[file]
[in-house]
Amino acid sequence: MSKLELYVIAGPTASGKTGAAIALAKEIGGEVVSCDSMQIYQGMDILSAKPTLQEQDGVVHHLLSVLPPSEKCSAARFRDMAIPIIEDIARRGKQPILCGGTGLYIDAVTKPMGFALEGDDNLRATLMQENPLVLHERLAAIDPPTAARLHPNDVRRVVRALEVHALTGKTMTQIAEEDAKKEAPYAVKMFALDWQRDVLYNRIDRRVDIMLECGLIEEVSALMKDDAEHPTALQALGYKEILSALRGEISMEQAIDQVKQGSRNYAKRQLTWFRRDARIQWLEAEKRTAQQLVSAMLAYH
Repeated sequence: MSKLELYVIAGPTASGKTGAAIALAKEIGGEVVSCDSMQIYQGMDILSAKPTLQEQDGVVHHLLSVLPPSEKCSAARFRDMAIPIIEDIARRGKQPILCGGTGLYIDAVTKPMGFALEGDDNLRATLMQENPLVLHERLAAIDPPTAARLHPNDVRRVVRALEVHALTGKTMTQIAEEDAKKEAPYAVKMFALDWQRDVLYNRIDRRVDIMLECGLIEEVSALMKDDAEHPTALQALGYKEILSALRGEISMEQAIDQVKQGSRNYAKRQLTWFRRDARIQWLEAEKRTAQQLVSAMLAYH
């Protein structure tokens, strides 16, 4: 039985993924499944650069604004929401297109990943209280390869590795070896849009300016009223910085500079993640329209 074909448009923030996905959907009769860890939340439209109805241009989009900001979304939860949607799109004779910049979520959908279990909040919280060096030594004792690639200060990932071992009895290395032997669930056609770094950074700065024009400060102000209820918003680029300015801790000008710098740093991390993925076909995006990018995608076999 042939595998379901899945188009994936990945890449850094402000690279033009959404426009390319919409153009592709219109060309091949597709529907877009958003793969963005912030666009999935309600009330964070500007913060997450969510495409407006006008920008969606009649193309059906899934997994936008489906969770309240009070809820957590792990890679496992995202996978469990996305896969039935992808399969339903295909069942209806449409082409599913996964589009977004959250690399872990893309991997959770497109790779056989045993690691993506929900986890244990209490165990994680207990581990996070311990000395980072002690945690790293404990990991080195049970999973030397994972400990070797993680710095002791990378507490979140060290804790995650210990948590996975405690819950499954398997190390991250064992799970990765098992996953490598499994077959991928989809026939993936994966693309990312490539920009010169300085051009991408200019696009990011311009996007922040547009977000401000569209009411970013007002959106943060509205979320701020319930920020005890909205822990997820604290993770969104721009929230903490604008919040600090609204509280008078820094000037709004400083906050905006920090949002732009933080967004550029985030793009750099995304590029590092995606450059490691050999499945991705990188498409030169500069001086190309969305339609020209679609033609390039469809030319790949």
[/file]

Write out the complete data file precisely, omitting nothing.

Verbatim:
[in-house]
Amino acid sequence: MSKLELYVIAGPTASGKTGAAIALAKEIGGEVVSCDSMQIYQGMDILSAKPTLQEQDGVVHHLLSVLPPSEKCSAARFRDMAIPIIEDIARRGKQPILCGGTGLYIDAVTKPMGFALEGDDNLRATLMQENPLVLHERLAAIDPPTAARLHPNDVRRVVRALEVHALTGKTMTQIAEEDAKKEAPYAVKMFALDWQRDVLYNRIDRRVDIMLECGLIEEVSALMKDDAEHPTALQALGYKEILSALRGEISMEQAIDQVKQGSRNYAKRQLTWFRRDARIQWLEAEKRTAQQLVSAMLAYH
Repeated sequence: MSKLELYVIAGPTASGKTGAAIALAKEIGGEVVSCDSMQIYQGMDILSAKPTLQEQDGVVHHLLSVLPPSEKCSAARFRDMAIPIIEDIARRGKQPILCGGTGLYIDAVTKPMGFALEGDDNLRATLMQENPLVLHERLAAIDPPTAARLHPNDVRRVVRALEVHALTGKTMTQIAEEDAKKEAPYAVKMFALDWQRDVLYNRIDRRVDIMLECGLIEEVSALMKDDAEHPTALQALGYKEILSALRGEISMEQAIDQVKQGSRNYAKRQLTWFRRDARIQWLEAEKRTAQQLVSAMLAYH
């Protein structure tokens, strides 16, 4: 039985993924499944650069604004929401297109990943209280390869590795070896849009300016009223910085500079993640329209 074909448009923030996905959907009769860890939340439209109805241009989009900001979304939860949607799109004779910049979520959908279990909040919280060096030594004792690639200060990932071992009895290395032997669930056609770094950074700065024009400060102000209820918003680029300015801790000008710098740093991390993925076909995006990018995608076999 042939595998379901899945188009994936990945890449850094402000690279033009959404426009390319919409153009592709219109060309091949597709529907877009958003793969963005912030666009999935309600009330964070500007913060997450969510495409407006006008920008969606009649193309059906899934997994936008489906969770309240009070809820957590792990890679496992995202996978469990996305896969039935992808399969339903295909069942209806449409082409599913996964589009977004959250690399872990893309991997959770497109790779056989045993690691993506929900986890244990209490165990994680207990581990996070311990000395980072002690945690790293404990990991080195049970999973030397994972400990070797993680710095002791990378507490979140060290804790995650210990948590996975405690819950499954398997190390991250064992799970990765098992996953490598499994077959991928989809026939993936994966693309990312490539920009010169300085051009991408200019696009990011311009996007922040547009977000401000569209009411970013007002959106943060509205979320701020319930920020005890909205822990997820604290993770969104721009929230903490604008919040600090609204509280008078820094000037709004400083906050905006920090949002732009933080967004550029985030793009750099995304590029590092995606450059490691050999499945991705990188498409030169500069001086190309969305339609020209679609033609390039469809030319790949």